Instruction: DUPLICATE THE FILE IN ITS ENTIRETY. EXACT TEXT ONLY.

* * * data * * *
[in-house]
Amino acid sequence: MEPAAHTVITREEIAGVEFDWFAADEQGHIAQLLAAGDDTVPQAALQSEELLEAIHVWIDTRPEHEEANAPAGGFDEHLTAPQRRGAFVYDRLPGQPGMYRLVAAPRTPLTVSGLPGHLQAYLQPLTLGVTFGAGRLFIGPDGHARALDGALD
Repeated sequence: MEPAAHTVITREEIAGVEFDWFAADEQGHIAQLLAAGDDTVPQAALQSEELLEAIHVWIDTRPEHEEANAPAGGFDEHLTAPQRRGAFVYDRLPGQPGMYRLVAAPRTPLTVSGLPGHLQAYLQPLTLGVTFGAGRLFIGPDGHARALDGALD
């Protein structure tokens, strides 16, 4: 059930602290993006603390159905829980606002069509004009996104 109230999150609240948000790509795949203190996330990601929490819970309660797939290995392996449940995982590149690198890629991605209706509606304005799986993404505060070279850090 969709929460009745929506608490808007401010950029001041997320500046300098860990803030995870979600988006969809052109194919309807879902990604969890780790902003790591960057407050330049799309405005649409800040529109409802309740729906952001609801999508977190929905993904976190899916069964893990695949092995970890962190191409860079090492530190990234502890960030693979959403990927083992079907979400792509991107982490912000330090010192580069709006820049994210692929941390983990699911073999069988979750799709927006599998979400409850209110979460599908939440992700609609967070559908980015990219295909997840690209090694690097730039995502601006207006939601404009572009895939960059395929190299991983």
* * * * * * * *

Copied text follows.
[in-house]
Amino acid sequence: MEPAAHTVITREEIAGVEFDWFAADEQGHIAQLLAAGDDTVPQAALQSEELLEAIHVWIDTRPEHEEANAPAGGFDEHLTAPQRRGAFVYDRLPGQPGMYRLVAAPRTPLTVSGLPGHLQAYLQPLTLGVTFGAGRLFIGPDGHARALDGALD
Repeated sequence: MEPAAHTVITREEIAGVEFDWFAADEQGHIAQLLAAGDDTVPQAALQSEELLEAIHVWIDTRPEHEEANAPAGGFDEHLTAPQRRGAFVYDRLPGQPGMYRLVAAPRTPLTVSGLPGHLQAYLQPLTLGVTFGAGRLFIGPDGHARALDGALD
């Protein structure tokens, strides 16, 4: 059930602290993006603390159905829980606002069509004009996104 109230999150609240948000790509795949203190996330990601929490819970309660797939290995392996449940995982590149690198890629991605209706509606304005799986993404505060070279850090 969709929460009745929506608490808007401010950029001041997320500046300098860990803030995870979600988006969809052109194919309807879902990604969890780790902003790591960057407050330049799309405005649409800040529109409802309740729906952001609801999508977190929905993904976190899916069964893990695949092995970890962190191409860079090492530190990234502890960030693979959403990927083992079907979400792509991107982490912000330090010192580069709006820049994210692929941390983990699911073999069988979750799709927006599998979400409850209110979460599908939440992700609609967070559908980015990219295909997840690209090694690097730039995502601006207006939601404009572009895939960059395929190299991983």